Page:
Kaveri is the first AMD processor to support HAS and Su also announced some aggressive benchmarks in a bid to stick two fingers up at Chipzilla which was also having a bit announcement.

The new chips should offer a total compute power of 856 gigaflops which is fairly floppy. Both chips will have support for AMD’s TrueAudio technology, Graphics Core Next architecture with AMD’s Mantle technology, and will be powered by AMD’s Steamroller processor architecture. 

Retail Radeon chips still go slower than review copies

Chimpzilla’s Radeon R9 290 and 290X review copies appear to be performing better than retail versions.

Techreport penned a review which said that AMD upended the high-end graphics market by offering performance competitive with Nvidia’s existing products at substantially lower prices. The R9 290X captured the overall GPU performance crown, wresting it away from the GeForce GTX 780 and Titan.

However, some of its readers said that Radeon R9 290X cards bought at retail do not seem to perform as well as the review units AMD supplied to the press.

The retail R9 290-series cards had the same basic hardware and specifications as the review samples, but at least some retail R9 290-series cards seemed to operate at lower clock speeds.

Techreport got on the blower to AMD which investigated and found that the fans on some retail cards were not spinning as fast as expected, and the reduced cooling capacity resulted in lower clock speeds.

It issued a fix in the form of a software update. The Catalyst 13.11 beta 9v2 driver sought to equalize blower speeds from card to card by monitoring RPM directly, thus hopefully improving performance on retail cards that seemed to lag behind.

Techreport wanted to test a retail card but could not afford it, until Nvidia offered to buy a couple of retail R9 290X cards for them to test. Nvidia did not touch the cards which were shipped from New Egg. It looked like Nvidia were happy to foot the bill because it was fairly sure that AMD would look very bad.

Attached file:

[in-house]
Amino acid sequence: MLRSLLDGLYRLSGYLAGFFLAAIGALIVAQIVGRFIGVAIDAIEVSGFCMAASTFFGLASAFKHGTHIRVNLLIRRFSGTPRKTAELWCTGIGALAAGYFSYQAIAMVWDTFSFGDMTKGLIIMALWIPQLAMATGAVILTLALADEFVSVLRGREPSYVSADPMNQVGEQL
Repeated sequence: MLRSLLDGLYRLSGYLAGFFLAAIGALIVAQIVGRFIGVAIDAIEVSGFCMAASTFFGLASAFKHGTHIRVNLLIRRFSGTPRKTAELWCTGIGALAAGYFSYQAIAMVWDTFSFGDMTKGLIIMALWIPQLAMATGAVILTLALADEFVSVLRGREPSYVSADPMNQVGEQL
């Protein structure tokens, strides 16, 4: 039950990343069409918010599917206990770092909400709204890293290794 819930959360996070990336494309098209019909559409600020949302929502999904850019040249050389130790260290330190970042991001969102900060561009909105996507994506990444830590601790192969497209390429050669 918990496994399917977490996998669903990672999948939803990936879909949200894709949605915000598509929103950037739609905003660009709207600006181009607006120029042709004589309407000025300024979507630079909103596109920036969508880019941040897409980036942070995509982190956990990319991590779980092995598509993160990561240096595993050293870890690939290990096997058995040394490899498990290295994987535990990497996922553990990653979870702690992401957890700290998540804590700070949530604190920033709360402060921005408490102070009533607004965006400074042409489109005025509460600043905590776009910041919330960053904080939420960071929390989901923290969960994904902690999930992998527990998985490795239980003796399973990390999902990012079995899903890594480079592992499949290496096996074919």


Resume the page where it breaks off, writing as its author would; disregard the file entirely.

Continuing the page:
It tested two Radeon R9 290X cards: one from HIS and the other from Sapphire. Apart from the stickers on the cooling shrouds, the two look to be identical and to the two R9 290X review samples.

The testing showed that AMD’s software fix to equalize blower speeds in the Catalyst 13.11 beta 9v2 driver release definitely improves the worst of the low-clock-speed problems. The fix appears to raise fan speeds overall for 290X cards, slightly for our initial review unit and more dramatically for our HIS retail card.

However the initial R9 290X review unit was superior to the two retail cards tested. Even with the blower speed fix working the first review unit runs at 5-10 per cent higher clock speeds than the retail cards, depending on the workload. That deficit translates into a 5-10 per cent advantage in frame rates, though usually toward the lower end of that range at 4K resolutions and lower voltage.

The initial review was skewed so that the Radeon R9 290X so that the card’s performance was better than it should be and it was quieter.

It thinks that AMD chose to include some of its very best Hawaii GPUs aboard the review samples it supplied to the press. 

AMD rushes out a new Radeon R9 290 fix

AMD has quickly rushed out another Catalyst driver update which fixes an embarrassing bug in its Radeon R9 290 series.

Last week tech magazines noticed that the Radeon R9 290 series was making low level operational changes that will have a direct impact on the power, noise, and performance of the cards.

It would appear that fans were running too slow, which could have resulted in lower performing cards.

The new catalyst update fixes a problem with the variability in the fan speeds on the cards. Specifically AMD has changed the algorithms for how their drivers handle the fan speeds and overridden the BIOS defaults.

Currently fan speeds are based on percentages, but now it seems that AMD has switched to controlling fan speeds on an absolute basis, using the measured RPM of the fan.

For the release of the new driver, AMD said that it had identified that there’s variability in fan speeds across AMD R9 290 series boards. This variability in fan speed translates into variability of the cooling capacity of the fan-sink.

Using PowerTune technology this could be corrected this variability in a driver update and will normalise the fan RPMs to the correct values.